NEW YORK - When YouTube came under fire early this year for a controversial video showing the body of a person who committed suicide, the site responded with new rules for posters. And for people who make money on the site, the rules are changing the way they do business.
The fallout from that post by Logan Paul continues, with YouTube announcing greater review of the millions of videos posted on the website and stricter guidelines for those who profit from YouTube programming. The decision by one of the biggest stars of social media to post from Japan's so-called "suicide forest" was so controversial that it means a big adjustment for many.
"It was a mistake, and I think everyone will move on from it," 18-year-old Tanner Fox said. "And it's something we can all learn from and grow from."
Fox and 13-year-old Casey Simpson are two of the teens making serious money by uploading videos to YouTube and sharing in the revenue the website earns from advertisers.
"Basically, YouTube just places commercials in front or in the middle or after all your videos," Fox said.
This was a highly automated process until Logan Paul's video caused big brands to pull their advertising in an event young content creators call "Ad-pocalypse."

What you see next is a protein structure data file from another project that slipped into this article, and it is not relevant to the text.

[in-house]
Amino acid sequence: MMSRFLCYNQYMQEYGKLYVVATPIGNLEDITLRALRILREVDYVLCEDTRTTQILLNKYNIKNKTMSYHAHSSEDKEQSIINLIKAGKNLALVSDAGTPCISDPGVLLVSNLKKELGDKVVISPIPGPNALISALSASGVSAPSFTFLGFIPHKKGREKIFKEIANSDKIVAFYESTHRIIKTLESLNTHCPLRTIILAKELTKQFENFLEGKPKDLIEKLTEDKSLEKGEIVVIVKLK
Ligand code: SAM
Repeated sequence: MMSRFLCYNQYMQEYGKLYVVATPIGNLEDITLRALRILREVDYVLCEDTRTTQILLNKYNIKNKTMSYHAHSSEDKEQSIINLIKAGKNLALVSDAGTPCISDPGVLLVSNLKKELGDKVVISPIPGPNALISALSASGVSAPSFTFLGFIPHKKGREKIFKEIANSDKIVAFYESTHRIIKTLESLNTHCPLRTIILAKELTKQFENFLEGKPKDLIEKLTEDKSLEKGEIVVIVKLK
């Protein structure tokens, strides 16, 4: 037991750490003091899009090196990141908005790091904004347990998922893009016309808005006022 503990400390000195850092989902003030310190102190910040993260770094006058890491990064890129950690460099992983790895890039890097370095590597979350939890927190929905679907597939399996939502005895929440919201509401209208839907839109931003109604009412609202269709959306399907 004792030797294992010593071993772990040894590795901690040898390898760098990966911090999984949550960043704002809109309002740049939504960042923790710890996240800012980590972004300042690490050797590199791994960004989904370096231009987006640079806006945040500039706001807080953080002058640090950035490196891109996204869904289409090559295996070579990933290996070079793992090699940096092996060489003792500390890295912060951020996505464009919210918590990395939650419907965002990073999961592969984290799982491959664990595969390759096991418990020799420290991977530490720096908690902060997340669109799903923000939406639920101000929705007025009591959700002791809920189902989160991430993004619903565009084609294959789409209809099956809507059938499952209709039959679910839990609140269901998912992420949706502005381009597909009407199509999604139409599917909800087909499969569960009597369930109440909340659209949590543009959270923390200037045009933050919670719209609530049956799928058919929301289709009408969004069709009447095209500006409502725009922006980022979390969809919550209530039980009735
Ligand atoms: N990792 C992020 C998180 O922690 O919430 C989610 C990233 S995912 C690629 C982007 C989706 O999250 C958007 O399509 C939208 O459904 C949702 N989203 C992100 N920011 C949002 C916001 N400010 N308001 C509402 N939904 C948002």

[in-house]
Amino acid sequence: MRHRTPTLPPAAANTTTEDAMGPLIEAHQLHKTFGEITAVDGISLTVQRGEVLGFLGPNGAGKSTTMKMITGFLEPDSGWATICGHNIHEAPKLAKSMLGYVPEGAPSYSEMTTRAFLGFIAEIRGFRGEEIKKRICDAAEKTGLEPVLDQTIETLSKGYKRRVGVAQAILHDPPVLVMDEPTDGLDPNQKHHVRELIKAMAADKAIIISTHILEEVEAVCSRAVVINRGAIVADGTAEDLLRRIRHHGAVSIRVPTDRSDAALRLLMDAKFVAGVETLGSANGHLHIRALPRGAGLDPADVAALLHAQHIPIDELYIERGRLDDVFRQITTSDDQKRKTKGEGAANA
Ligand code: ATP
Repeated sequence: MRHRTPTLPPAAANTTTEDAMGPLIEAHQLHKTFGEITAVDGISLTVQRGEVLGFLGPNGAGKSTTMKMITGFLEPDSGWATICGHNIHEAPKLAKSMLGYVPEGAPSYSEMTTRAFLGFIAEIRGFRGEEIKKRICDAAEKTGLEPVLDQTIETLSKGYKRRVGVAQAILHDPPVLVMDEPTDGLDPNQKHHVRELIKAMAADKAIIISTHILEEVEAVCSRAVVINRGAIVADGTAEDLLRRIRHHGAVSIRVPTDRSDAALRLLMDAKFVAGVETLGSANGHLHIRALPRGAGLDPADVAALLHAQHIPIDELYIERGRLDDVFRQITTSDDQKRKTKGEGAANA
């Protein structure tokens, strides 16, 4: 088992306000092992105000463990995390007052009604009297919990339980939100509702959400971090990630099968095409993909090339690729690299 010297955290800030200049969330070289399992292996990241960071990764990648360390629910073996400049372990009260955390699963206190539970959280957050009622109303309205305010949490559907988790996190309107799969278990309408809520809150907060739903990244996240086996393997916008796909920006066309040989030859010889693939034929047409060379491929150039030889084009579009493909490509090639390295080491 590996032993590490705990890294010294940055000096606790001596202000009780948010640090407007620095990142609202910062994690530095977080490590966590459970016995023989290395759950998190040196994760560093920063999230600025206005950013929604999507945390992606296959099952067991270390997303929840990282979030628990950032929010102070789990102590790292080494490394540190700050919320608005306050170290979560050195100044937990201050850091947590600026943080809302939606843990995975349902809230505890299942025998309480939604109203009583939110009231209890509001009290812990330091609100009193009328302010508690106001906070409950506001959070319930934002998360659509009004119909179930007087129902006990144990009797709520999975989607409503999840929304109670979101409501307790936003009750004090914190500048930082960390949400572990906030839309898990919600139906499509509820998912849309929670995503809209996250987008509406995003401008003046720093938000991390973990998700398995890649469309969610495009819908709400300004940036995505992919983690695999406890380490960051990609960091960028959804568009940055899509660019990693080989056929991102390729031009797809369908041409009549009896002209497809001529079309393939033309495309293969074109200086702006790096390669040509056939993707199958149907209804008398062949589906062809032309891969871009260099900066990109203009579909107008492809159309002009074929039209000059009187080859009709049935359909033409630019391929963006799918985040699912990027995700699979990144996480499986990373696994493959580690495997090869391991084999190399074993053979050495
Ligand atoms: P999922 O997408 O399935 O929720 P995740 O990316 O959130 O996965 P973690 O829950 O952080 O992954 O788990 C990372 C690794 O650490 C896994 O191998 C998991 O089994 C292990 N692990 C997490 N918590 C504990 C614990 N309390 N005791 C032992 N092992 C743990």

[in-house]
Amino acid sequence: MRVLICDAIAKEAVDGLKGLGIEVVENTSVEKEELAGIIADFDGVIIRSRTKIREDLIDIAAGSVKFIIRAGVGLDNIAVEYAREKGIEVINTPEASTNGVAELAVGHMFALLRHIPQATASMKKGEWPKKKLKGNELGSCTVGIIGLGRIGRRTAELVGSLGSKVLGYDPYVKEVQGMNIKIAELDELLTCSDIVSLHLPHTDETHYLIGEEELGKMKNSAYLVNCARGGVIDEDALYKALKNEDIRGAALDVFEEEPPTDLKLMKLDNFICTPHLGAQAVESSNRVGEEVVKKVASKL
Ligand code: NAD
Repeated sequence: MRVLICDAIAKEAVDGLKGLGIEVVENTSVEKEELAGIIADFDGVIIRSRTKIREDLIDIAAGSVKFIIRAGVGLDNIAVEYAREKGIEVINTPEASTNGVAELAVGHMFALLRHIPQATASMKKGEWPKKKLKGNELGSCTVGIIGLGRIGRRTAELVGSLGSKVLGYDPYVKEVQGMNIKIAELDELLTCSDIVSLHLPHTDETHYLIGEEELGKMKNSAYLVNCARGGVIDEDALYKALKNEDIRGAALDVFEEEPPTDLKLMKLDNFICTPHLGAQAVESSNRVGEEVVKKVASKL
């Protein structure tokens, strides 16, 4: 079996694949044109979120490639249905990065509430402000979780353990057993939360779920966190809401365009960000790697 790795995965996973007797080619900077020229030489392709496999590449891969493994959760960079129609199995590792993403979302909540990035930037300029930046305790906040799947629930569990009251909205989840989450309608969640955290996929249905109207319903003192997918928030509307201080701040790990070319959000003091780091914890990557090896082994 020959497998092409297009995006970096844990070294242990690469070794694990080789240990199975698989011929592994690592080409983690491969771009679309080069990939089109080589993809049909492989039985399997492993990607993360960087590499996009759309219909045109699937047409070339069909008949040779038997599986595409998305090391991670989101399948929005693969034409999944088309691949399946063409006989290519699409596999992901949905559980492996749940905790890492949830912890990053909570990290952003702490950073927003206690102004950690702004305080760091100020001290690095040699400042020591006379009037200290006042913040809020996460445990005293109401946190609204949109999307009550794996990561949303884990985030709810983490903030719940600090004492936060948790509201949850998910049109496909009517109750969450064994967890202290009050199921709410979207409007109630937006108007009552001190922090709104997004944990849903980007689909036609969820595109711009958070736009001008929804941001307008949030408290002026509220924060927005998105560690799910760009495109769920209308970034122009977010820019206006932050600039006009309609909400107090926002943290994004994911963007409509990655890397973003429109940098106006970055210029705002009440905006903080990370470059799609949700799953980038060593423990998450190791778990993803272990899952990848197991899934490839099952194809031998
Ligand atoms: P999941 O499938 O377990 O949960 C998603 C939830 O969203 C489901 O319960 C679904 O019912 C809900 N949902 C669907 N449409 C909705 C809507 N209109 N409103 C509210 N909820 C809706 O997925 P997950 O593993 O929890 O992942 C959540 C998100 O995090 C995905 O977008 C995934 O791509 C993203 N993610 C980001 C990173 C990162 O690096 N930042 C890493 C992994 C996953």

"So much of their revenue was taken away," Simpson said.
His content is family friendly, so he wasn't affected. But YouTube started reviewing its content more carefully by having real people review it rather than algorithms.
Fox hasn't seen any drop in his income, which is enough to allow him to buy a sports car like the ones he drives in his vlog. We met the guys on a rare day when they were not uploading videos, here as "brand ambassadors" for an app called "Hive." It's part of a business plan that has them sharing 95 percent of their lives.
Fox said he has made a bond to his fans.
"I feel we have that pact, and we're a family," he said. "I really don't hide anything."
Fox said that each month, his videos are watched anywhere from 60 to 100 million times.